An employee seals a stack of yuan banknotes at a branch of Industrial and Commercial Bank of China in Huaibei, Anhui province on April 6, 2011. (Stringer/Courtesy Reuters)
China has long acknowledged that it has a problem with its best and brightest leaving the country to study and not returning. According to the Chinese Ministry of Education, only around a quarter of the 1.4 million Chinese students and scholars who have left the country since it opened up to the outside world in the late 1970s have returned. Now with its rapidly growing GDP and burgeoning state coffers, Beijing is in a position to try to turn the situation around. In 2008, it launched its “1000 Talents Program” designed to bring top notch global talent to China. By providing strong financial and research incentives to the some of the world’s leading lights scholars, the program has had some notable successes. It is too early to tell, however, how well these returnees—or foreign talent—will be able to adapt their talents from abroad to the political culture that many of them fled a decade or more ago.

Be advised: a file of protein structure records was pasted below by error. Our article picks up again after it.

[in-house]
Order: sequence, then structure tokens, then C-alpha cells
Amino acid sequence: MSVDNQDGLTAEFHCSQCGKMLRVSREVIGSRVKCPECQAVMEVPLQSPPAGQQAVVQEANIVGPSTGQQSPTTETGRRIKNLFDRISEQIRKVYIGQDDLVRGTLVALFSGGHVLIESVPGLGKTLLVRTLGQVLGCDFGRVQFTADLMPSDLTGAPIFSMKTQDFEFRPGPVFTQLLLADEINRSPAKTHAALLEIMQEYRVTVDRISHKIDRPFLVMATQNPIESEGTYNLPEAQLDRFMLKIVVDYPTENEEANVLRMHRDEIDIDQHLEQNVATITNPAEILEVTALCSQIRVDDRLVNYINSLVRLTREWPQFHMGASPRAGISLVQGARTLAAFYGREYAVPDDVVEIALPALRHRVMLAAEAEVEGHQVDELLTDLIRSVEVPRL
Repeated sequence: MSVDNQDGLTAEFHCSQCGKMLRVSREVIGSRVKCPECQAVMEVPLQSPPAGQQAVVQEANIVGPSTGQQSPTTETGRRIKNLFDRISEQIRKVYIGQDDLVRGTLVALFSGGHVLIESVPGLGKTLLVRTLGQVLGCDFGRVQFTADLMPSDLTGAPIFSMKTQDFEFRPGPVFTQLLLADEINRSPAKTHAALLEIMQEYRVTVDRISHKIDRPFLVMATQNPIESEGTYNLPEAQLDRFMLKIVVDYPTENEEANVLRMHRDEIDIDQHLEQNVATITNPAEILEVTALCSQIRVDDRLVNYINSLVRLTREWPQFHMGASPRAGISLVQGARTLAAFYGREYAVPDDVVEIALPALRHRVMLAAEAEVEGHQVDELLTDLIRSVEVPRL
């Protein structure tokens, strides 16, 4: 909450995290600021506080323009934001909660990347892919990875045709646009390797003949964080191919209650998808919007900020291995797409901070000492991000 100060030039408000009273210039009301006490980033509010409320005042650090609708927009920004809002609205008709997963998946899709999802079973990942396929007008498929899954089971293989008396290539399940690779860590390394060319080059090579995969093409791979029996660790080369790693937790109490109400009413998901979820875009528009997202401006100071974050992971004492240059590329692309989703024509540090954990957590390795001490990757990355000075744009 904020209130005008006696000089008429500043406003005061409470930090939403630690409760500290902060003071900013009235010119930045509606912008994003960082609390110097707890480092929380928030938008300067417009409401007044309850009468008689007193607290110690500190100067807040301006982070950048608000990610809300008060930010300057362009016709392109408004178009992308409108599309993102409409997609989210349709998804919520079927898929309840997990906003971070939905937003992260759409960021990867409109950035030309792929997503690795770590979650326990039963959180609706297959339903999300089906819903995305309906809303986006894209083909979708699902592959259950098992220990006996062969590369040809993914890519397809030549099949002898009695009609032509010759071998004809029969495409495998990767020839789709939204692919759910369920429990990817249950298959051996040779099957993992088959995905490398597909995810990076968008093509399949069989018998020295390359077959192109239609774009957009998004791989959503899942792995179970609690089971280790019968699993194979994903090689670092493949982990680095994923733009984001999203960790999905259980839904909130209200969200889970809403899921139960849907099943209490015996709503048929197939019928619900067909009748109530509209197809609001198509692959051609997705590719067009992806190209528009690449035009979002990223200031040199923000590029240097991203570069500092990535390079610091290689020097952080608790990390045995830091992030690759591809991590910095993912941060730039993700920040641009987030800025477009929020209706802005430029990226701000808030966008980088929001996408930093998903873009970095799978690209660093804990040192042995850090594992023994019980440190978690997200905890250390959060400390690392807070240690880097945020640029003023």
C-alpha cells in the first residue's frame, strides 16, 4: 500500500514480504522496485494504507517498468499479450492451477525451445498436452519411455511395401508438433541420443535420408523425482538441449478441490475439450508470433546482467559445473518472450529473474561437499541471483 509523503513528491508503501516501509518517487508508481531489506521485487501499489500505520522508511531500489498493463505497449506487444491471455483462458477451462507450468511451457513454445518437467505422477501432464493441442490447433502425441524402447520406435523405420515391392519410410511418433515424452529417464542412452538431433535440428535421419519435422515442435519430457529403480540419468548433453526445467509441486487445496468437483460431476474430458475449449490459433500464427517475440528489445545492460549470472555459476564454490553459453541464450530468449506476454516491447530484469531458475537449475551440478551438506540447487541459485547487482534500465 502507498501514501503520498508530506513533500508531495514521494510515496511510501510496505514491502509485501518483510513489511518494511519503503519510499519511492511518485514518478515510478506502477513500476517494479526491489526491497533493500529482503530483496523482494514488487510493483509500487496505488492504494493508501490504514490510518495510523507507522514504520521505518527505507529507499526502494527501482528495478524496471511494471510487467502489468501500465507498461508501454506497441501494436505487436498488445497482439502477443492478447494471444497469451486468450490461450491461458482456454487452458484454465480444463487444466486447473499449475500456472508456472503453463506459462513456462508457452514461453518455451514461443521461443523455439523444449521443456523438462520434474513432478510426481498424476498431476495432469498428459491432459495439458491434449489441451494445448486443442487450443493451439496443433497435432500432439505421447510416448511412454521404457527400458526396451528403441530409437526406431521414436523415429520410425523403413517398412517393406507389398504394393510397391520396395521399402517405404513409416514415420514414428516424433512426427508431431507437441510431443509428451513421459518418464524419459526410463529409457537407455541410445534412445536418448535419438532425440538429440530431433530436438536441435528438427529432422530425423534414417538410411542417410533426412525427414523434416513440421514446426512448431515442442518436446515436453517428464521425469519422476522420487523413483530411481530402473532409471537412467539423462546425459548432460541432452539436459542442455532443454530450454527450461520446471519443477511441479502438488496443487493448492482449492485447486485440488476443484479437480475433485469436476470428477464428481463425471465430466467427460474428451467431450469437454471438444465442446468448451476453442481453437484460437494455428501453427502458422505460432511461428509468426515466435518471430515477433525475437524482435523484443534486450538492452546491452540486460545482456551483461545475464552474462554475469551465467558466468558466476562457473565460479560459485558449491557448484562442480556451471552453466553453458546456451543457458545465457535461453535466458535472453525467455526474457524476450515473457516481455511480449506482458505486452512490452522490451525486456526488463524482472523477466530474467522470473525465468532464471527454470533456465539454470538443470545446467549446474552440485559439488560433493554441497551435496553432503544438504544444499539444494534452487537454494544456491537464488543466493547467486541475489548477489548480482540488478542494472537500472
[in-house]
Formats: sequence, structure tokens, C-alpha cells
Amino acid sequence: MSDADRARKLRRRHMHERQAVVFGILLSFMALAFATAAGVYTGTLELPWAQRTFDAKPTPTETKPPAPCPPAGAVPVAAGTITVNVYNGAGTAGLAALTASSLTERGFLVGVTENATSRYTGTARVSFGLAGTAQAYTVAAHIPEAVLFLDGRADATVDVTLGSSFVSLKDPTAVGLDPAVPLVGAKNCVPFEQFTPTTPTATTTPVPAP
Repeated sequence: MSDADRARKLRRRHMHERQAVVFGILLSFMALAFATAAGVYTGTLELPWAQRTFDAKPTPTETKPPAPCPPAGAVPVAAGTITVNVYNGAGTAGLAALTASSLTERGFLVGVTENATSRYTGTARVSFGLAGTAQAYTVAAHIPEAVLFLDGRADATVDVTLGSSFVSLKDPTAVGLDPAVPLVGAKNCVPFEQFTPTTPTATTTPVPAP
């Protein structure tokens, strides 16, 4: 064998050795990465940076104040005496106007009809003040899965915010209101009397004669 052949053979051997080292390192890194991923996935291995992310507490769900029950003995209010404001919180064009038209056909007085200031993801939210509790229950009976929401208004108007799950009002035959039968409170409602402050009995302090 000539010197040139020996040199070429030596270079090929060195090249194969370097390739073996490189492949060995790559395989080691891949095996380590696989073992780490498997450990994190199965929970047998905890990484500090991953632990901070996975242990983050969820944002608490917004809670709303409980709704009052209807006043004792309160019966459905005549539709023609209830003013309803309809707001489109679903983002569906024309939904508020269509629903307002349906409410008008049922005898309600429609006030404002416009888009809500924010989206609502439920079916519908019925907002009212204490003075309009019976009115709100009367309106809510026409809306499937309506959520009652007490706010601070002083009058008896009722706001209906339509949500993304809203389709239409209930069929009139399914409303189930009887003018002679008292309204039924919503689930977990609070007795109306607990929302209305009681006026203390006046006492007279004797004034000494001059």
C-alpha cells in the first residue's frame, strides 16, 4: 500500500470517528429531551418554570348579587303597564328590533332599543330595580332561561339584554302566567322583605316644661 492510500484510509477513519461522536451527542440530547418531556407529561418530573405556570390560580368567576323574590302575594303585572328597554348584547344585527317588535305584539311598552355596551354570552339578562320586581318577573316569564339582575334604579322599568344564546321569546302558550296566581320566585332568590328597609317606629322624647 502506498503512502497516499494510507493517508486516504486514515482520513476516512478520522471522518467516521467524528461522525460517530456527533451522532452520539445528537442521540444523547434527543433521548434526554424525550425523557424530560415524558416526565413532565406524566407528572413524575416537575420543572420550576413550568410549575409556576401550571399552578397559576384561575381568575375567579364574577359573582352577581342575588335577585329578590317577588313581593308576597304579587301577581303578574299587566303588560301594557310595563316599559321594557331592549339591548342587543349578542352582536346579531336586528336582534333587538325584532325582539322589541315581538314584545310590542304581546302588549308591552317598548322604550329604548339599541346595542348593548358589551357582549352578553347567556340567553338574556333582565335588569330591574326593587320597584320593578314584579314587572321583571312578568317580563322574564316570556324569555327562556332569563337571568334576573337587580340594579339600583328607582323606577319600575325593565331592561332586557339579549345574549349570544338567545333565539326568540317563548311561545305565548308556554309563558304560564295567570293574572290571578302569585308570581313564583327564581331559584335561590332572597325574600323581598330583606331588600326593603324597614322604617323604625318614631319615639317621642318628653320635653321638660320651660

Having made a head-start in addressing one of its problems of human capital, Beijing must now gird itself to address another. Even as China seems to be importing back its top academic talent, it appears to be on the brink of losing its top wealth-making talent. Read more »